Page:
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ClientEarth Communications

18th August 2021

Climate
Climate accountability
Climate finance
Japan

Japanese company directors must consider climate risk or face potential liability

Directors of Japanese companies could be held liable for failure to report on and address climate-related risk, a report by the Commonwealth Climate Law Initiative (CCLI) shows.

In their research paper Directors’ Duties Regarding Climate Change in Japan, Japanese and international legal academics outline the legal obligations that directors have to effectively navigate the financial implications of the climate crisis under Japanese law.

A key finding of the report is that directors should put in place systems to assess and analyse the physical risks and transition impacts associated with climate change.

At the very least, a board committee must be responsible for matters related to climate governance and directors must be able to engage with the company’s management on climate risk.

To guide their decisions, directors should also seek external expertise if the company lacks climate-governance experience at the board and executive level.

Failing to establish such a climate risk management system means that directors could be in breach of Japan’s Companies Act – and be held personally liable, the report cautioned.

It stated: “Failure by corporate directors to recognise their obligation to address climate-related risks and opportunities could result in personal liability for failure to act with due care and in the best interests of the company.”

There is growing understanding among Japanese regulators and top corporate and financial sector firms of the seriousness of climate-related risks. But it is evident from the report that directors also have a legal obligation to effectively respond to them in order to perform their responsibilities in line with the law. - Raphael Soffer, ClientEarth lawyer.

Directors may also be unable to defend against the imposition of liability through the business judgement rule if they neglect to, “undertake reasonable research and analysis of the relevant facts, fail to get expert advice on climate-related risk management, and fail to exercise due care in respect of climate risks,” the paper concluded.

ClientEarth lawyer Raphael Soffer said: “The CCLI’s report makes it clear that company directors in Japan need to give serious consideration to climate-related risk in order to properly discharge their duty of care.

“This includes embedding sustainability into business decisions from the top down, establishing effective governance, risk management and business strategies to address the risks and capture the opportunities of the net zero transition.”

The legal research paper comes as Japanese regulators continue to emphasise both the materiality of financial risks for companies as well as the risks to financial stability presented by climate change. Such instances include:

  • In its Strategy on Climate Change published in July, the Bank of Japan announced plans to examine and monitor financial institutions’ response to climate risk, as well as their engagement with corporate customers to address their environmental impact.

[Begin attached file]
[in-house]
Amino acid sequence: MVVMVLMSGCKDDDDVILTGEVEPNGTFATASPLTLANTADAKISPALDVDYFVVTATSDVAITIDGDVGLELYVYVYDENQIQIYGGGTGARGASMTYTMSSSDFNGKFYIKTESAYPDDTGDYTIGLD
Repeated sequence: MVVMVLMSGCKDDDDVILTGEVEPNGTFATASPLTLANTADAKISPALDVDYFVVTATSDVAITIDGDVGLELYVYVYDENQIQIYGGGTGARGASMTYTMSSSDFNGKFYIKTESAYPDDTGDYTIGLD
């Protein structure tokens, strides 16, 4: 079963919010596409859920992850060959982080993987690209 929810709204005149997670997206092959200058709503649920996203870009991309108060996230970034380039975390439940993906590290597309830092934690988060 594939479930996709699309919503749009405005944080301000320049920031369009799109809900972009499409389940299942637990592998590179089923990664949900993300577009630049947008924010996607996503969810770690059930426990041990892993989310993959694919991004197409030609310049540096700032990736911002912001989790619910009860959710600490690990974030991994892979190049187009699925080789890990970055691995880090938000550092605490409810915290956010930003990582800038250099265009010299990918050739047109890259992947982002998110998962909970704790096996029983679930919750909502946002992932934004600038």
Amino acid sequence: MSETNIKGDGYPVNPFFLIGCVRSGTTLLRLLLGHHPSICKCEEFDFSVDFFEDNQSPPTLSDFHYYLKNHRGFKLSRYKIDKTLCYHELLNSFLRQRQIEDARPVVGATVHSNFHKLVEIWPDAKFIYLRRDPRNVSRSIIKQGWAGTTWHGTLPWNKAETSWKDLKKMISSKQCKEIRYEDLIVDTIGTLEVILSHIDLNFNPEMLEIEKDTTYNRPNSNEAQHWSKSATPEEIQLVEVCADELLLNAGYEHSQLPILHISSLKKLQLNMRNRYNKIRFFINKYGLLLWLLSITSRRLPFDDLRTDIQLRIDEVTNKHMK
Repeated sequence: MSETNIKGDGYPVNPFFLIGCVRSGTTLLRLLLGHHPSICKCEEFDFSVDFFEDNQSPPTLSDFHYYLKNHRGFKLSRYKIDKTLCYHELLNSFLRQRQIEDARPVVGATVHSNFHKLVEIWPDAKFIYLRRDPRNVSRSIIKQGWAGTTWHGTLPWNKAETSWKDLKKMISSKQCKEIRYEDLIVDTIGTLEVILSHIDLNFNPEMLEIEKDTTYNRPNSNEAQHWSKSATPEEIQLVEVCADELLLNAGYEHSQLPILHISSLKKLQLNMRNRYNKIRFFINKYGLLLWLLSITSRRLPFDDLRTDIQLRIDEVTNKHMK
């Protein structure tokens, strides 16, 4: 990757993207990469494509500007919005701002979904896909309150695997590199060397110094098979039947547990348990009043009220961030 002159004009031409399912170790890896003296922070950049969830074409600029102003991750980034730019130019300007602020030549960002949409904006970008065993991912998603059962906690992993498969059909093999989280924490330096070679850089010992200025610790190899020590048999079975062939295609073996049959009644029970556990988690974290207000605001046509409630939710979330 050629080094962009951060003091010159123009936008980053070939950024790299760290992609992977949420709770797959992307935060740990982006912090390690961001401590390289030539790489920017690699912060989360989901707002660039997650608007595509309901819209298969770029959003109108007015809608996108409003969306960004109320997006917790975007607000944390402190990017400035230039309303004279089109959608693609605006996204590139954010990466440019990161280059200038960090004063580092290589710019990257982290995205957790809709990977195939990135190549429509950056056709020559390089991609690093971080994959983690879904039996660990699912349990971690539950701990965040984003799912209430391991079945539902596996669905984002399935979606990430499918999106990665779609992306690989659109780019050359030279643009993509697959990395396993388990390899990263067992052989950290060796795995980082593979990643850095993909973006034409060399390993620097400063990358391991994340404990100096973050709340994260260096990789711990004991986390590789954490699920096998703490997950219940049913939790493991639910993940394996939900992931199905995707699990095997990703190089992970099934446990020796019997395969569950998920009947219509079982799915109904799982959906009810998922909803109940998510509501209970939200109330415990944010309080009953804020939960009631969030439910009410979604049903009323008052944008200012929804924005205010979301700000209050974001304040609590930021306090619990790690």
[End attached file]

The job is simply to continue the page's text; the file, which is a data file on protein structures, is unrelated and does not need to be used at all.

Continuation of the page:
• Meanwhile, the Financial Services Agency has made sustainable finance a priority policy focus this year, after being given a mandate from the government to push banks and companies to accelerate decarbonisation.

  • In June 2021, the Tokyo Stock Exchange also reinforced the set of principles regarding sustainability in the revised version of Japan’s Corporate Governance Code. The code includes new rules for all listed companies to “take appropriate measures to address sustainability issues…such as climate change” and emphasises that social and environmental matters are “important management issues that can lead to earning opportunities as well as risk mitigation”.

This is a clear indication that companies are expected to consider the risks and opportunities of climate change, and that the board should be in charge of addressing them.

The CCLI report highlights that once adopted by a company, the principles of the code should be treated as important internal rules and provide a framework for the director’s duty of care.

In October 2020, Prime Minister Suga pledged to cut Japan’s greenhouse gas emissions to net zero in the next 30 years, and there has been strong political emphasis on the private sector’s role in realising such ambitions.

The position of the Japanese corporate sector appears paradoxical. On the one hand, Japanese companies appear as being among the most progressive in the world on climate risk, with over 300 having committed to report on climate risk using the recommendations of the Task Force on Climate-related Financial Disclosures (TCFD).

On the other hand, too few Japanese companies are taking actual steps to decarbonise their operations.

They face increasing pressure from foreign and domestic sustainability-minded asset owners and managers to elevate reporting to concrete action to reduce emissions.

Soffer added: “There is growing understanding among Japanese regulators and top corporate and financial sector firms of the seriousness of climate-related risks. But it is evident from the report that directors also have a legal obligation to effectively respond to them in order to perform their responsibilities in line with the law.

“Strengthening risk assessment and management practices related to climate change – backed by science-based research and expert advice – will help protect against duty of care breaches as regulatory attention on corporate climate action intensifies.”

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